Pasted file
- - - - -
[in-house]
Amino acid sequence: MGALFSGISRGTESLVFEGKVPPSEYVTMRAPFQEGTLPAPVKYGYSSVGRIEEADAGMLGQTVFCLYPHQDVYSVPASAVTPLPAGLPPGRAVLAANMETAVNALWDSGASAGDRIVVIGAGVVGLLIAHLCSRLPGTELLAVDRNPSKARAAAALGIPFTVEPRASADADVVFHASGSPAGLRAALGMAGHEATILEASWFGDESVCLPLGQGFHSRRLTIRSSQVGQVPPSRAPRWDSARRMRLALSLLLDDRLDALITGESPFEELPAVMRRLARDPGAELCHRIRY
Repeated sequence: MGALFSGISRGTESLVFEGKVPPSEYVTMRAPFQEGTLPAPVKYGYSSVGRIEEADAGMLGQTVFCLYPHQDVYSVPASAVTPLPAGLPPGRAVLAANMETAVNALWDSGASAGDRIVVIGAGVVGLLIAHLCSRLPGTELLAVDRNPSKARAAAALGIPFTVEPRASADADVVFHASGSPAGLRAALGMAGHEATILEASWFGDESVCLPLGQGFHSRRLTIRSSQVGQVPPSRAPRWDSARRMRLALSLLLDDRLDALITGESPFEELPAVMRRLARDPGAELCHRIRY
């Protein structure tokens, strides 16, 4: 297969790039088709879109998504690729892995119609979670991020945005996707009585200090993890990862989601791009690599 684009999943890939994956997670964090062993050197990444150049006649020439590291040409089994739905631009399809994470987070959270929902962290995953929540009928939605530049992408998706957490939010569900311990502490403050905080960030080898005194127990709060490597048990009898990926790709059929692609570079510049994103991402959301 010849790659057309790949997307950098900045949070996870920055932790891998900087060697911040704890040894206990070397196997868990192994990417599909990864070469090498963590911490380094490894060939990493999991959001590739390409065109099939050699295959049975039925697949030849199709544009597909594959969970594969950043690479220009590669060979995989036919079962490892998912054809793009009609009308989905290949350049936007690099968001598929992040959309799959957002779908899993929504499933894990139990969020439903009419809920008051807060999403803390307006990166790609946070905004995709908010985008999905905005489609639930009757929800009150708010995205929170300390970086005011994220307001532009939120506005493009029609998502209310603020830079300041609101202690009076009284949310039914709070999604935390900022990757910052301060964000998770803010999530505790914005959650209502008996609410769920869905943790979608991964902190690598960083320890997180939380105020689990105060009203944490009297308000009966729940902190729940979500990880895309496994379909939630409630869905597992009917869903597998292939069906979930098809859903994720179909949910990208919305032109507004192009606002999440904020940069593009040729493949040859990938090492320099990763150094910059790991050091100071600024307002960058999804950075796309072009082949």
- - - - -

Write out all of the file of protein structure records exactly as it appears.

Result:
[in-house]
Amino acid sequence: MGALFSGISRGTESLVFEGKVPPSEYVTMRAPFQEGTLPAPVKYGYSSVGRIEEADAGMLGQTVFCLYPHQDVYSVPASAVTPLPAGLPPGRAVLAANMETAVNALWDSGASAGDRIVVIGAGVVGLLIAHLCSRLPGTELLAVDRNPSKARAAAALGIPFTVEPRASADADVVFHASGSPAGLRAALGMAGHEATILEASWFGDESVCLPLGQGFHSRRLTIRSSQVGQVPPSRAPRWDSARRMRLALSLLLDDRLDALITGESPFEELPAVMRRLARDPGAELCHRIRY
Repeated sequence: MGALFSGISRGTESLVFEGKVPPSEYVTMRAPFQEGTLPAPVKYGYSSVGRIEEADAGMLGQTVFCLYPHQDVYSVPASAVTPLPAGLPPGRAVLAANMETAVNALWDSGASAGDRIVVIGAGVVGLLIAHLCSRLPGTELLAVDRNPSKARAAAALGIPFTVEPRASADADVVFHASGSPAGLRAALGMAGHEATILEASWFGDESVCLPLGQGFHSRRLTIRSSQVGQVPPSRAPRWDSARRMRLALSLLLDDRLDALITGESPFEELPAVMRRLARDPGAELCHRIRY
């Protein structure tokens, strides 16, 4: 297969790039088709879109998504690729892995119609979670991020945005996707009585200090993890990862989601791009690599 684009999943890939994956997670964090062993050197990444150049006649020439590291040409089994739905631009399809994470987070959270929902962290995953929540009928939605530049992408998706957490939010569900311990502490403050905080960030080898005194127990709060490597048990009898990926790709059929692609570079510049994103991402959301 010849790659057309790949997307950098900045949070996870920055932790891998900087060697911040704890040894206990070397196997868990192994990417599909990864070469090498963590911490380094490894060939990493999991959001590739390409065109099939050699295959049975039925697949030849199709544009597909594959969970594969950043690479220009590669060979995989036919079962490892998912054809793009009609009308989905290949350049936007690099968001598929992040959309799959957002779908899993929504499933894990139990969020439903009419809920008051807060999403803390307006990166790609946070905004995709908010985008999905905005489609639930009757929800009150708010995205929170300390970086005011994220307001532009939120506005493009029609998502209310603020830079300041609101202690009076009284949310039914709070999604935390900022990757910052301060964000998770803010999530505790914005959650209502008996609410769920869905943790979608991964902190690598960083320890997180939380105020689990105060009203944490009297308000009966729940902190729940979500990880895309496994379909939630409630869905597992009917869903597998292939069906979930098809859903994720179909949910990208919305032109507004192009606002999440904020940069593009040729493949040859990938090492320099990763150094910059790991050091100071600024307002960058999804950075796309072009082949």